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Sex, Politics, and She-Tragedy: Reconfiguring Lady Jane Grey
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SEL Studies in English Literature 1500-1900 42.3 (2002) 501-522

The Hanoverian succession was a contentious moment in English political and cultural life, dividing public opinion along political and religious lines. One of the more unusual outgrowths of this change in monarchy was the brief but intense obsession with Lady Jane Grey that swept the British nation. The erudite girl who was pushed onto the throne after the death of Edward VI in a doomed attempt to forestall the ascension of Mary I, and with her the Catholic Church, was one of England's favorite Protestant martyrs, and she took on a symbolic meaning for writers on both sides of the debate. For Nicholas Rowe and other Whig supporters of the new regime, Lady Jane provided an ideal representation of Protestant virtue besieged by Catholic vice. She was the focus of a flurry of publications in 1714 and 1715 that culminated in the public performance of her story in Rowe's final play, The Tragedy of Lady Jane Gray. In 1715, with the Hanoverian succession the subject of public protests and a Jacobite rebellion imminent, a figure such as Rowe's devout but indomitable Jane represented an idealized picture of British national character juxtaposed against the potential evils that could accompany Catholic rule. With her patriotic outbursts and final refusal to convert in the face of death, Jane embodied Rowe's Whig sympathies and, in the context of contemporary politics, represented a strong statement in favor of George I.

In dramatizing Lady Jane Grey's story, Rowe drew upon the popular dramatic subgenre of she-tragedy, a form of drama for which he had become famous. These plays center around the suffering and death of a female protagonist, whose protracted "distress" represents the tragedy's main action. Yet, despite the seemingly ready-made template of the suffering heroine, it is precisely this tradition of she-tragedy which results in the ultimate inadequacy of Lady Jane Gray, the only one of Rowe's she-tragedies not to become part of the standard eighteenth-century theatrical repertoire. The problems inherent in Rowe's representation of Lady Jane arose from the collision of his political propaganda with a dramatic tradition in which the female figures suffer not for their virtue but for their sins. These female figures are spectacles with one specific and noninterchangeable function: either model of virtue or fallen heroine.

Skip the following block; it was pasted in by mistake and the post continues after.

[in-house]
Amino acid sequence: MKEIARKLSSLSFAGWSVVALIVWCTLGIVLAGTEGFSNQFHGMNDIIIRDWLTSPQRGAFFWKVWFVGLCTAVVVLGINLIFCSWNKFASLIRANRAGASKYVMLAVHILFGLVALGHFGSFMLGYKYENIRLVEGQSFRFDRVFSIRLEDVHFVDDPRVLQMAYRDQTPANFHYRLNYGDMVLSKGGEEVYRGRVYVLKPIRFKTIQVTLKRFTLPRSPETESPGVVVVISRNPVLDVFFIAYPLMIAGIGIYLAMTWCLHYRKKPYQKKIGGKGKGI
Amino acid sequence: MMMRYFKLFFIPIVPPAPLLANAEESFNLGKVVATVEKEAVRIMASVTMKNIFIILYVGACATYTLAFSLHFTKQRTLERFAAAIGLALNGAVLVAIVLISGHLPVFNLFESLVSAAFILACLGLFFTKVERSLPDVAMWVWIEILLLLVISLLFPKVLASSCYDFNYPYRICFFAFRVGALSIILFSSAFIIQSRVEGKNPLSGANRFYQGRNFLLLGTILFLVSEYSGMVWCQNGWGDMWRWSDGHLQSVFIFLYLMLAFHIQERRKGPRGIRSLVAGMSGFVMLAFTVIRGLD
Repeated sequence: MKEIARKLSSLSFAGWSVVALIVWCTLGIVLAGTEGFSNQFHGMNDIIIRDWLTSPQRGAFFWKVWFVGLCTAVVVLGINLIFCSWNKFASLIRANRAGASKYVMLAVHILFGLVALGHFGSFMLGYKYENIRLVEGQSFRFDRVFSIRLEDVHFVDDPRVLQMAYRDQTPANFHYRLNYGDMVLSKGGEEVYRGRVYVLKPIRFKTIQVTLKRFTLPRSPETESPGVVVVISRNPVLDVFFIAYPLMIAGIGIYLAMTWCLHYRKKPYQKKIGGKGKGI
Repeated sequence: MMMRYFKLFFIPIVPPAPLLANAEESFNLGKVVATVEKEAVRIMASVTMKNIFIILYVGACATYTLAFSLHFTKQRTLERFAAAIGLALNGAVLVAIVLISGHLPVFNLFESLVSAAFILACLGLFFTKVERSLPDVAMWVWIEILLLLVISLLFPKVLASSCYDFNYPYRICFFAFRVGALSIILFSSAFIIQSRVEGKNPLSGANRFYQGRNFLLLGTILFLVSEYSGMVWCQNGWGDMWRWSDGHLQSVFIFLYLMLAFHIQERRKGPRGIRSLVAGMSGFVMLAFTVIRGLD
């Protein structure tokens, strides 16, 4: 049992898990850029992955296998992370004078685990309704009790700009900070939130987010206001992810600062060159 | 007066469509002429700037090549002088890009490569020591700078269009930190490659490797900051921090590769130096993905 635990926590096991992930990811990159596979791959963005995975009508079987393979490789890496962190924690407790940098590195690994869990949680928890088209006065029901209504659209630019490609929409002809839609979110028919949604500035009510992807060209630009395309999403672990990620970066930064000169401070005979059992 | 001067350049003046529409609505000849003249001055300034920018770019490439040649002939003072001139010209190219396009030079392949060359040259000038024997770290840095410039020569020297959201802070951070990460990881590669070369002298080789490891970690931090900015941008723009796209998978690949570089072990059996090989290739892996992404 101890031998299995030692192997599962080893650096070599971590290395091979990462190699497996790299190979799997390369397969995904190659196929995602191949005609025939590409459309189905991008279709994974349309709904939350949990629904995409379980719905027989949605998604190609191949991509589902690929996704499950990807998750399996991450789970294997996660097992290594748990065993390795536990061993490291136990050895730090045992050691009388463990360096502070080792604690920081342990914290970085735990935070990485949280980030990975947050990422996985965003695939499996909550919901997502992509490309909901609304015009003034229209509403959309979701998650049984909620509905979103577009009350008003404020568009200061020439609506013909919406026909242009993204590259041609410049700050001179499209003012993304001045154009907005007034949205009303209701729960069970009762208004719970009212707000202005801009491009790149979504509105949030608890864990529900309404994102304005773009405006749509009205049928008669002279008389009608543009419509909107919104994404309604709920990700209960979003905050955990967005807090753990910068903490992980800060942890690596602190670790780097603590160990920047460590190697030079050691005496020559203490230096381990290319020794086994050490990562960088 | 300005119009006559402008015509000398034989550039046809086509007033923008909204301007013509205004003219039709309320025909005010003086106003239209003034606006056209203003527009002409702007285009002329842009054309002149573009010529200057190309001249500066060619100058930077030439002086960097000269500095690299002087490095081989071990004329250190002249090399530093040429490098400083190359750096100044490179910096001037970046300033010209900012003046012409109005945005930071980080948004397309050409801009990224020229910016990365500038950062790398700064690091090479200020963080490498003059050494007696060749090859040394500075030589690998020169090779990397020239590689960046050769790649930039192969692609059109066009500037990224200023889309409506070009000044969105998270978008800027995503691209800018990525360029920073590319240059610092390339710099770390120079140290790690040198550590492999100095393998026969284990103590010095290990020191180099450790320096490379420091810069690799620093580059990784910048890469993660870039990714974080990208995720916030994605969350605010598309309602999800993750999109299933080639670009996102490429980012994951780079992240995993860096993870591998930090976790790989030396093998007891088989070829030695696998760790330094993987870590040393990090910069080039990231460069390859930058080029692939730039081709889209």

This essay examines two seemingly disparate issues, the politics of the Hanoverian succession and the aesthetics of a dramatic form founded on passive suffering, issues which collide in Lady Jane Gray. Jane's multiple functions are apparent from the play's opening words as the prologue announces: "To-night the Noblest Subject swells our Scene, / A Heroine, a Martyr, and a Queen" (lines 1-2). Jane does embody the three roles promised in the prologue: she ascends the English throne, ultimately dies for the Protestant cause, and suffers in the manner appropriate to a "Heroine." While this tripartite focus was enough to assure the success of Rowe's tragedy when first staged, the three female roles Rowe mapped out in his prologue coexist uneasily. In order to maintain the status of political symbol, Rowe's Jane must be a figure of strong and unsullied virtue; any smirch on her character represents a flaw in the political agenda and religious faith she embodies. In her purity, however, she differs notably from other heroines of she-tragedy who, however virtuous they may be, are quickly established as both desirable and desiring. Frequently, especially in the tragedies of writers such as Thomas Southerne and Rowe, these heroines transgress sexually: falling, suffering, and repenting for their sin. Rowe's political program has a profound effect upon the form and content of the she-tragedy and its heroine; no longer a fallen woman, the title figure has become a symbol of virtue whose own desires are sublimated to a higher political good. His play presents a new heroine, as political propaganda requires the erasure of female desire and overt sexuality—although not the woman's role as object of desire—qualities which until then had been hallmarks of she-tragedy.

For Rowe's audience...